The ecosystem benefits from the multitude of fungi species that exist within the park through the recycling and/ or breaking down of fallen branches and leaves. Tourists can expect to encounter animals such as wombats, Tasmanian devils, echidnas, and tiger snakes.
What Are The Best Campgrounds At Cradle Mountain?
There are a number of great campgrounds at Cradle Mountain. Some of these are the Waldheim Cabins, the privately owned Discovery Park, and the Overland Track. The Waldheim Cabins are located about 5 kilometres inside the park and the cabins are equipped with gas heating, single bunk beds, basic cooking utensils, crockery, gas cooktop stoves, and ovens among others. Waldheim’s amenities block has showers and flushing toilets. Although it isn’t technically camping, it is almost as humble.
The privately owned Discovery Parks a campground that is home to campsites, cabins, bunk rooms, powered sites, and alpine-style huts. It is a nice caravan park and perfect for daytime adventures. Located along the 161,000 hectare Overland Track are campsites and huts. This track is perfect for those who also want to take photos of scenic/ picturesque places.
Discovery Parks At Cradle Mountain
Discovery Parks at Cradle Mountain is located near the park’s entrance, and offers cottages, cabins, and backpacker sites that can accommodate one person or as much as eight persons. The park features BBQ places, a kiosk/ store, a camp kitchen, and a laundry establishment. The park is also WiFi ready for when you decide to upload or post photos and/ or videos of your trip for your family/ friends to see.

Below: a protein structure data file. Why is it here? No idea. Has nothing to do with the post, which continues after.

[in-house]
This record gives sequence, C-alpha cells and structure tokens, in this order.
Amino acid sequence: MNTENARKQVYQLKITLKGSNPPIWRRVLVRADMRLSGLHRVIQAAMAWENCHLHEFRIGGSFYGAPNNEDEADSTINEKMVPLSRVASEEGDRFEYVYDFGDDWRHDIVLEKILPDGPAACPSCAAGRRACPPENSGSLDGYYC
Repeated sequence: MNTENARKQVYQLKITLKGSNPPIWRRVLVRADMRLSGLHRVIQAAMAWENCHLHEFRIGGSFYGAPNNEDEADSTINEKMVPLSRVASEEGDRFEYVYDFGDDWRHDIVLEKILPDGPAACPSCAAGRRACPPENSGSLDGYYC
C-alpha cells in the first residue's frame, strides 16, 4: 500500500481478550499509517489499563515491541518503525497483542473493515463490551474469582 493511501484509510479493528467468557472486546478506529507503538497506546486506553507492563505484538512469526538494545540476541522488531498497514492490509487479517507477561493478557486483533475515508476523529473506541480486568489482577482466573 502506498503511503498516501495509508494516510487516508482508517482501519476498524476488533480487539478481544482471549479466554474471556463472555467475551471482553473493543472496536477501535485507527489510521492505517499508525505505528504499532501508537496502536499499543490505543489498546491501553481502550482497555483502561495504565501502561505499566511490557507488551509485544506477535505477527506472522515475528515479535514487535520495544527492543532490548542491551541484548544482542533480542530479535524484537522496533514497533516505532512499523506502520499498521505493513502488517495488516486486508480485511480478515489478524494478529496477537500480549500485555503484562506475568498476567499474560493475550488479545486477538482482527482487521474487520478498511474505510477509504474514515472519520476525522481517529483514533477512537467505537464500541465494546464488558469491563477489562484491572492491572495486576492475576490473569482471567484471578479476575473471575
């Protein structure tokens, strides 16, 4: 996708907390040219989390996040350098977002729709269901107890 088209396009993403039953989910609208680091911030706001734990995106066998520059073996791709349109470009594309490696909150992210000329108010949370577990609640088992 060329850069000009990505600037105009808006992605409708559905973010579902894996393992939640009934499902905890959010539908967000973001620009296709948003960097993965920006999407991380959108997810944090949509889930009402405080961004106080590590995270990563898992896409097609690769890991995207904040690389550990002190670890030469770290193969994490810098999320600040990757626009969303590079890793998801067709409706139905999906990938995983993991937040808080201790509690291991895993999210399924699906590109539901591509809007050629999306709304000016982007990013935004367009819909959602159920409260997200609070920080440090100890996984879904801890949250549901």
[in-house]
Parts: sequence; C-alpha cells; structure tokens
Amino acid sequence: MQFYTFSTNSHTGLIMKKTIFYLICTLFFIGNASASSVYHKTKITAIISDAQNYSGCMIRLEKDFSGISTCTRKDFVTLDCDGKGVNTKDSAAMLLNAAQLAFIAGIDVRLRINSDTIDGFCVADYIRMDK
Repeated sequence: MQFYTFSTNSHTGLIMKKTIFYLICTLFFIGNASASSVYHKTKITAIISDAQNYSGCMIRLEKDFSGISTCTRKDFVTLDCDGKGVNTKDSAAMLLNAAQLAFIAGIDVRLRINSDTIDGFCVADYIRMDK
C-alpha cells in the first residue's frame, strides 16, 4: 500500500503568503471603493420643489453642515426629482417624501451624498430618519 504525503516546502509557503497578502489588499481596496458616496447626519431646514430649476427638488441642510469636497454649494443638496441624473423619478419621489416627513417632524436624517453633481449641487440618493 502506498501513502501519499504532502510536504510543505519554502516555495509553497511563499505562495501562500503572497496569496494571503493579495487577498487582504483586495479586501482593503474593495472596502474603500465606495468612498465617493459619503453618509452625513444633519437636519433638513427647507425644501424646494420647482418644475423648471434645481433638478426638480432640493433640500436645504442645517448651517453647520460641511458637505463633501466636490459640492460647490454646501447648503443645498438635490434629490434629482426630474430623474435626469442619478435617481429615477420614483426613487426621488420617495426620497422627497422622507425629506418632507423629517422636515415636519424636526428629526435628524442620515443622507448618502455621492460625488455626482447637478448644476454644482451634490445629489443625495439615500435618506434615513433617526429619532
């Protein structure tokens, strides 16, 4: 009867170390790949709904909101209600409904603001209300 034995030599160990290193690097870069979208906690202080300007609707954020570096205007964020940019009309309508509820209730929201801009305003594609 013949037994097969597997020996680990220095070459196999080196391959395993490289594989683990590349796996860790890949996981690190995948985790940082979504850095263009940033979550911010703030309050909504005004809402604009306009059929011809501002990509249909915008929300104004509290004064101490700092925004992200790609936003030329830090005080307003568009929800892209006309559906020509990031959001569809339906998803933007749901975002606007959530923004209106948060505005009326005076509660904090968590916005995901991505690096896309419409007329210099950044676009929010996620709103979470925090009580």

Does Cradle Mountain Have Free Camping?
There are no free camping sites within the National Park. Tourists have the option of staying in a serviced campground, or other forms of accommodation like chalets, lodges, and self-contained accommodation. Booking ahead of time is important as accommodations at Cradle Mountain can fill up very quickly, especially during peak season.
Can You Take a Caravan To Cradle Mountain?
The park is accessible by campervan. The Cradle Mountain Tourist Park is the only caravan park located at Cradle Valley. It has both powered and unpowered sites, including any facility you might need.
Where Can I Take a Bushwalk in Cradle Mountain?
There are numerous self-guided walks in Cradle Mountain. Among these is the Enchanted Stroll, the King Billy Track, and the Waterfalls Walk. We have listed them all below with their corresponding difficulties and approximate duration.
- The Enchanted Stroll – Walk along the banks of the Pencil Pine River, and pass through a wide range of vegetation — buttongrass plains, eucalypt woodlands, tea tree thickets, and even mossy myrtle forests. You may also get an opportunity to see the very elusive Platypus at dawn or dusk. This is considered an easy walk with a duration of around 20 minutes (1km).
- King Billy Track – An age old temperate rainforest which is home to the myrtle, sassafras, and ancient King Billy pines that could be as much as 1,500 years old. This is considered an easy walk with a duration of around 40 minutes (2km).